On December 24, Myanmar officially took delivery of a submarine from China after a planned commissioning ceremony for the boat. While the development was far from unexpected, it nonetheless spotlighted the Myanmar military’s continued emphasis on building up its capabilities in spite of the shorter-term challenges it faces in consolidating control of the post-coup environment in the country, and Beijing’s growing role in that process.
While accounts of the capabilities of the Myanmar military usually highlight its status as of the biggest armed forces in Southeast Asia quantitatively speaking, defense officials have also long made the case for additional capabilities to protect the country’s over 2,000-kilometer-long coastline and surrounding territorial waters. In recent years, China has helped the Tatmadaw boost its maritime capabilities as one of its key arms suppliers, with Beijing transferring naval equipment over the past few years and this showing few signs of ebbing despite the February 2021 coup.
Within the framework of this objective, Myanmar has been looking to develop a submarine capability, as part of building up what the Tatmadaw has termed “three dimensional” capabilities in the aerial, surface, and subsurface domains. While this submarine quest was limited to some modest overseas training in the past, a key inflection point came in March 2020, when it acquired a Russian-built submarine from India.
Earlier this month, this aspect of Myanmar’s military capabilities was in the spotlight as Naypyidaw took possession of a submarine from China. The Ming-class Type 035 diesel electric submarine was designated the Min Ye Kyaw Htin, making it the second submarine in Myanmar’s possession.
The development itself is far from surprising, even though the timing had not previously been publicly disclosed. Even after the February coup, the Tatmadaw had publicly signaled its intention of moving forward with broader strategic plans. This included the carrying out of exercises involving its first submarine – including the explicitly named “Three Dimensional Naval Exercise Sea-Shield” in April 2021 – as well as broader maritime objectives such as the setting up of a new coast guard. And, as I’ve noted before, China, for its part, has been looking to boost its transfers of defense equipment abroad and has sold submarines to Indo-Pacific countries such as Thailand.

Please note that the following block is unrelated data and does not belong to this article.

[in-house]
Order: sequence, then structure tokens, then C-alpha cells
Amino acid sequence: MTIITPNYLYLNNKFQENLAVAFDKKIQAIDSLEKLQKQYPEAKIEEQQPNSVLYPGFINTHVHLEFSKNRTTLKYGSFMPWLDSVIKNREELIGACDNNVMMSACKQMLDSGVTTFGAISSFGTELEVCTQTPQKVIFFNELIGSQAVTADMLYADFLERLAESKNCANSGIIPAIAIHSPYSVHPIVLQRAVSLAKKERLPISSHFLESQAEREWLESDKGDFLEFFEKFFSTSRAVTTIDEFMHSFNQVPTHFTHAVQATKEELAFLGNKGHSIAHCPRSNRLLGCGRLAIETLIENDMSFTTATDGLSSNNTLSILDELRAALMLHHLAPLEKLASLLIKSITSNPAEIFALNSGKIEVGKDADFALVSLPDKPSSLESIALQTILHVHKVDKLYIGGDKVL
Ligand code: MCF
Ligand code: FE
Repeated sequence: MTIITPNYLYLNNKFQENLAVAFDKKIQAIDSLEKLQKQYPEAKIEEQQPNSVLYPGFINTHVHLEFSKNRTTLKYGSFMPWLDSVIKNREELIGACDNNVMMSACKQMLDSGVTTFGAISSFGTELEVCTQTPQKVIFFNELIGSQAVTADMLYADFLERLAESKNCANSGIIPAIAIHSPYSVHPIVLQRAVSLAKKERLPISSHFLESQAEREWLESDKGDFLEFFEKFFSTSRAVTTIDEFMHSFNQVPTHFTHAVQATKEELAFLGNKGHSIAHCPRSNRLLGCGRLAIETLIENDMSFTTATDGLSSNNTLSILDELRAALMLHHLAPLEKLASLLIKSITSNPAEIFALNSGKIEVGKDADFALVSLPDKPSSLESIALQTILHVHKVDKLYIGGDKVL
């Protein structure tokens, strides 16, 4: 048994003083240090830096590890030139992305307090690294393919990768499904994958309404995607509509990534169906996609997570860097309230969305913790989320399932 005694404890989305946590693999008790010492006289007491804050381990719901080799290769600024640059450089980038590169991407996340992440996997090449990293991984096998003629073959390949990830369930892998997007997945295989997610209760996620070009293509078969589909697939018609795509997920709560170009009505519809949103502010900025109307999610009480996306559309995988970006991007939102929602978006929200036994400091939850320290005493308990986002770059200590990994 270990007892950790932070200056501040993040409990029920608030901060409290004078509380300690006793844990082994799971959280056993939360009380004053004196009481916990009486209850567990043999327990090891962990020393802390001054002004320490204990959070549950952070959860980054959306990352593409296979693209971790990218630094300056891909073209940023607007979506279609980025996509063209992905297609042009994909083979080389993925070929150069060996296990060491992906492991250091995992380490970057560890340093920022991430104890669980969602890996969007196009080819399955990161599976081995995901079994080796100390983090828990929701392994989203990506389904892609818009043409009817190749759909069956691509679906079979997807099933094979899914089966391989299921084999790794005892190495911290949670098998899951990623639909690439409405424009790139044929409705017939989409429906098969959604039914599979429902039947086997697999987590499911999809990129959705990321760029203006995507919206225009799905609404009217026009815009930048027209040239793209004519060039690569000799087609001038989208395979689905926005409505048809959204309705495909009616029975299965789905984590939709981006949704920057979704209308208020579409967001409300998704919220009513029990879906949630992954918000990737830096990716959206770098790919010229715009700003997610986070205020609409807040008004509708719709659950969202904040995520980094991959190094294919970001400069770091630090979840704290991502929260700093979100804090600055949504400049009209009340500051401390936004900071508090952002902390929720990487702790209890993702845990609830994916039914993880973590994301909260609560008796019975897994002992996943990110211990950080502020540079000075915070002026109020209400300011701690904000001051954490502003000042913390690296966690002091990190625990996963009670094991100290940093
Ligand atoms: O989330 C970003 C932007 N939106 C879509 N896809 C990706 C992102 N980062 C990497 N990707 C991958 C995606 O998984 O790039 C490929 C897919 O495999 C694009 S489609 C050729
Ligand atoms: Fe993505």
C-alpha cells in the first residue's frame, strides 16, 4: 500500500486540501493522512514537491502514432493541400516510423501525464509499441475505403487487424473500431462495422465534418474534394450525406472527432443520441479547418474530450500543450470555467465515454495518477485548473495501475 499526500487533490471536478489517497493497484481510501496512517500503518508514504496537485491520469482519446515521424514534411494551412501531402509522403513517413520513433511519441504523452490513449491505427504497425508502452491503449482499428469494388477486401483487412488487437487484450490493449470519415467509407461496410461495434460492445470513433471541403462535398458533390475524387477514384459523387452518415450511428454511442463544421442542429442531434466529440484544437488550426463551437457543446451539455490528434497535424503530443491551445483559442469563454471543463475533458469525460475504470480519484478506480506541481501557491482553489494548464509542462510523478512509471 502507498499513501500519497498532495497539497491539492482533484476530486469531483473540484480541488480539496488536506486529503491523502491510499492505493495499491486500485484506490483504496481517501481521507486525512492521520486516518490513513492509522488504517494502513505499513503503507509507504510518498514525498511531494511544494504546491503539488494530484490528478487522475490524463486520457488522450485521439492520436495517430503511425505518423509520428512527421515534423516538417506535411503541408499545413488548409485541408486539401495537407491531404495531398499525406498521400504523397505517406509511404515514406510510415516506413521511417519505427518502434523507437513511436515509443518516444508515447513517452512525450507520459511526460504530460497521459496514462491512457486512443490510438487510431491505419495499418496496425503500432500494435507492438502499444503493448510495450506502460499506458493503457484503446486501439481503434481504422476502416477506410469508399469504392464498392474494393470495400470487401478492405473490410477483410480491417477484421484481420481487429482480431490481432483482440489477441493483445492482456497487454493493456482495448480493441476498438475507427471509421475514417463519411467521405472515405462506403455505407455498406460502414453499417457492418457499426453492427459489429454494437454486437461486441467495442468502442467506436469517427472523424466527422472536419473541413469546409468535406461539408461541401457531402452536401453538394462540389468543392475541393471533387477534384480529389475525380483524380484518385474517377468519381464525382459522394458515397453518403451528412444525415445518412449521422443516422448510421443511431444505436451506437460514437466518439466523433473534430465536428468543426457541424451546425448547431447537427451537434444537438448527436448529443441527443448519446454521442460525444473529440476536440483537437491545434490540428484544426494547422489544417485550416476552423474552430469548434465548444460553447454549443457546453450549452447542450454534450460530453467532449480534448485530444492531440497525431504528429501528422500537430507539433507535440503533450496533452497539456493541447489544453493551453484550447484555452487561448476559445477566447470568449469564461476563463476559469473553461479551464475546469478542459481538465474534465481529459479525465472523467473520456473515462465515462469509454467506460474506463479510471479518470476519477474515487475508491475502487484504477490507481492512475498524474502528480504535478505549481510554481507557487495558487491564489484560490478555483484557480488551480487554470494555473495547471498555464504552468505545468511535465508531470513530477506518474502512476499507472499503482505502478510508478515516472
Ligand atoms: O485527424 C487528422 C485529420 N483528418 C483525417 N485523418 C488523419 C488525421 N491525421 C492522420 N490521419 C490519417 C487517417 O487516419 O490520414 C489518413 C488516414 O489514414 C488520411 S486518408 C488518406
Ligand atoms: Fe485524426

Yet Myanmar adding a China submarine to its arsenal is not without significance. It reinforces the Tatmadaw’s determination to publicly signal its intention to keep moving forward with longer-term ambitions for its submarine capability even as it faces more immediate, significant domestic threats to its rule. Indeed, in his remarks at the commissioning ceremony on December 24, junta leader Senior Gen. Min Aung Hlaing touted the ways the Tatmadaw was aiming to realize the ambition of building its submarine capability as part of a “Three-Dimensional Combat Ready Navy,” involving not just new boats but also the development of training, human resources, and maintenance facilities.